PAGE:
In the search for greener pastures abroad, some Kenyans encounter different obstacles and, unluckily, some fail in their attempts to chase a better life in a foreign country.
Evanson Kagia, on the other hand, has cemented his place among a rare breed of Kenyans who have continually thrived in the United States, long referred to as the land of milk and honey, after relocating from Limuru, Kiambu County.
In a past interview with the Kikuyu Diaspora Media, Kagia detailed his journey from Kenya to working different jobs before setting up a garage.
"When most people get to America, their goal is to study medicine, nursing, and other courses. But when I got here, I got hired to two jobs before I opened this shop," he stated.
While in Kenya, Kagia worked as a mechanic and was familiar with the field. He stated that friends and family encouraged him to open a shop that has since grown to attract a loyal clientele.
"In Kenya, I used to work as a mechanic in Mombasa. When I came here my friends helped me get started and it is a good job since people also need mechanics in the US," he explained.
His garage, N & K Auto Repair Shop L.L.C in Birmingham Alabama USA, is described as a family-owned business that offers excellent Automotive Repair Services.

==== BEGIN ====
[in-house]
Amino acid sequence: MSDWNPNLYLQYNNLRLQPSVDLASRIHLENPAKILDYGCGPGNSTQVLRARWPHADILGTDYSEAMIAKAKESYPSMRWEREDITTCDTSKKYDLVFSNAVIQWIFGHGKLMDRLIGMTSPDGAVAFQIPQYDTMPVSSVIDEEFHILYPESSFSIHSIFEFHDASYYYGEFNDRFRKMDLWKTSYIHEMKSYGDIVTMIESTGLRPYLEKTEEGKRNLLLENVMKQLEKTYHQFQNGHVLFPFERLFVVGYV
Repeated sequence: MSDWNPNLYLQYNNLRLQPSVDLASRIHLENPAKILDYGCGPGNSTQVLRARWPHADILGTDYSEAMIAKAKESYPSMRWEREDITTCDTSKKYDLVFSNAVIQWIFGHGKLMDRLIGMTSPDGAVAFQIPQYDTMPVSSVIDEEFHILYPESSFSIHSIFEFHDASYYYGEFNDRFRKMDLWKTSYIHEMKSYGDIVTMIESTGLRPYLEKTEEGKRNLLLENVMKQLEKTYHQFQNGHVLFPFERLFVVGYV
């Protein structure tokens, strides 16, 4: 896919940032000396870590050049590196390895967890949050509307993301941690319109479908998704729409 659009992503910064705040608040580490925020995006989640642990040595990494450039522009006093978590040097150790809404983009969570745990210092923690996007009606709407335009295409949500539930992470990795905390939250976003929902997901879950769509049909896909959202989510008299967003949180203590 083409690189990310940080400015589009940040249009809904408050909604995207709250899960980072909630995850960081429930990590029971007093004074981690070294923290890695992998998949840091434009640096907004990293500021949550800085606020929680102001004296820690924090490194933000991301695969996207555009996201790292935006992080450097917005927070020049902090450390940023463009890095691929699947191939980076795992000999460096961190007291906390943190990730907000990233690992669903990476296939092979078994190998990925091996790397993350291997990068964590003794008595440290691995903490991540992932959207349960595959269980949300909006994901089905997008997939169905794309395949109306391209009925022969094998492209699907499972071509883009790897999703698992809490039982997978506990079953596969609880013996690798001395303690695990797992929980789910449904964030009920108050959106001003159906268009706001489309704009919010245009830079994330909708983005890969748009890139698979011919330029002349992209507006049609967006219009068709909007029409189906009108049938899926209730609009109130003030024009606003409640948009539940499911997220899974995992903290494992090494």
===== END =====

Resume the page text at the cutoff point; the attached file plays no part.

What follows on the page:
In one of his posts, the mechanic serviced the Sahani food truck also run by another Kenyan in the US.
Kagia sells both used and new car tyres among other car parts for all his loyal customers. It is open Monday to Saturday between 8 am and 5 pm.
"I have customers not only from Kenyans in America but China as well. I have customers whose vehicles I have worked on for close to a decade," he stated.
Kagia explained that despite his garage working in different areas, it specialises in fixing foreign cars. He also revealed that they get cars from motorists to go get damaged cars at fixing them at the garage.
However, one of the challenges Kagia listed as a mechanic was that motorists do not understand that different car parts can fail at different times.
"One day you can fix the starter then hear complaints from the mechanic that the car is not working, turns out the battery is damaged," the mechanic stated.
Kagia encouraged Kenyans working in the Jua Kali sector not to give up on their craft as it pays in the long run.